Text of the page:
Oil prices traded mixed Tuesday as the market weighed disappointing manufacturing data out of top energy consumer China.
US benchmark West Texas Intermediate (WTI) for May delivery added six cents in closing at $47.61 a barrel on the New York Mercantile Exchange.
Brent North Sea crude for May delivery, the global benchmark, settled at $55.11 a barrel in London trade, down 81 cents from Monday's closing level.
While Brent spent most of the session in the red, WTI fluctuated before ending barely in positive territory.
"Prices have been floating around, with no great moves," said Bart Melek, head of commodity strategy at TD Securities.
"The big issue continues to be that the market is expecting more oil, with Saudi Arabia to continue pumping about 10 million barrels a day and US oil inventories expected to increase again."
Traders were bracing for another rise in the US weekly oil inventories report Wednesday. The previous report showed crude oil stockpiles surged to a new record high in the week ending March 13, testing the limits of storage capacity.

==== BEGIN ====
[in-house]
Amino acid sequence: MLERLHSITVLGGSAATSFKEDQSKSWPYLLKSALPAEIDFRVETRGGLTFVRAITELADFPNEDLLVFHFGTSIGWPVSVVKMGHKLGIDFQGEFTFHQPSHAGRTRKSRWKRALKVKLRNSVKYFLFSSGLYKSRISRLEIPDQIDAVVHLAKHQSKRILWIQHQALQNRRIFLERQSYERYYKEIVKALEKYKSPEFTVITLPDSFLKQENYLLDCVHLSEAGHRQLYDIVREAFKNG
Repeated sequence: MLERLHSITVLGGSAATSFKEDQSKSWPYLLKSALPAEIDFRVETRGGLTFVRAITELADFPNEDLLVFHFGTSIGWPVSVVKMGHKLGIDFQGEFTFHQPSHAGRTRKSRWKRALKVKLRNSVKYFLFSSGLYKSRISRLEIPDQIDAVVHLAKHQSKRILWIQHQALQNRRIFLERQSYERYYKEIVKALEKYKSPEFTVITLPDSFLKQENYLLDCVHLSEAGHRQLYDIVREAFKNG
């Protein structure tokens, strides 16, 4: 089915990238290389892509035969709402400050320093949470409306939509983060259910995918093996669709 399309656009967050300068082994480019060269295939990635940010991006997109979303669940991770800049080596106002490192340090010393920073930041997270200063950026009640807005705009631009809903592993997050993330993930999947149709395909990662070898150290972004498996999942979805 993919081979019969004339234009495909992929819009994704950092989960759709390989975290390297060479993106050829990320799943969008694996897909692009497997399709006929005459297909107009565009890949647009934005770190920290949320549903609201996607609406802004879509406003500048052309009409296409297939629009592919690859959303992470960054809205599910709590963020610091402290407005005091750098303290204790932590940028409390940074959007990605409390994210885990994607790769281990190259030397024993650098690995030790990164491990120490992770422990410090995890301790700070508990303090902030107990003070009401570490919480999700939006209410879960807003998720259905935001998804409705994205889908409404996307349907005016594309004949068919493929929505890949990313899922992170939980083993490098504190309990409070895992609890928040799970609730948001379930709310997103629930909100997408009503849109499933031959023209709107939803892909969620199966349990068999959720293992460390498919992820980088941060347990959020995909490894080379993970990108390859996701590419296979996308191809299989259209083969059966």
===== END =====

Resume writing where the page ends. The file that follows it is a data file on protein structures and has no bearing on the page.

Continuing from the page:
"The rise in inventories is expected to bring the storage capacity in the USA around 100 percent some time in April," Melek said.
Data showing an unexpectedly sharp manufacturing slowdown in China exerted some downward pressure on the market. China's manufacturing activity contracted in March at its fastest rate in 11 months, HSBC said Tuesday, suggesting worsening conditions in the world's second-largest economy.
The British bank's preliminary purchasing managers index dipped to 49.2 in March from 50.7 in February. A number below 50 indicates contraction, and above 50 indicates growth.
"The deteriorating PMI confirmed that downside risks to China's 2015 growth have started to materialize," Barclays economists said in a research note.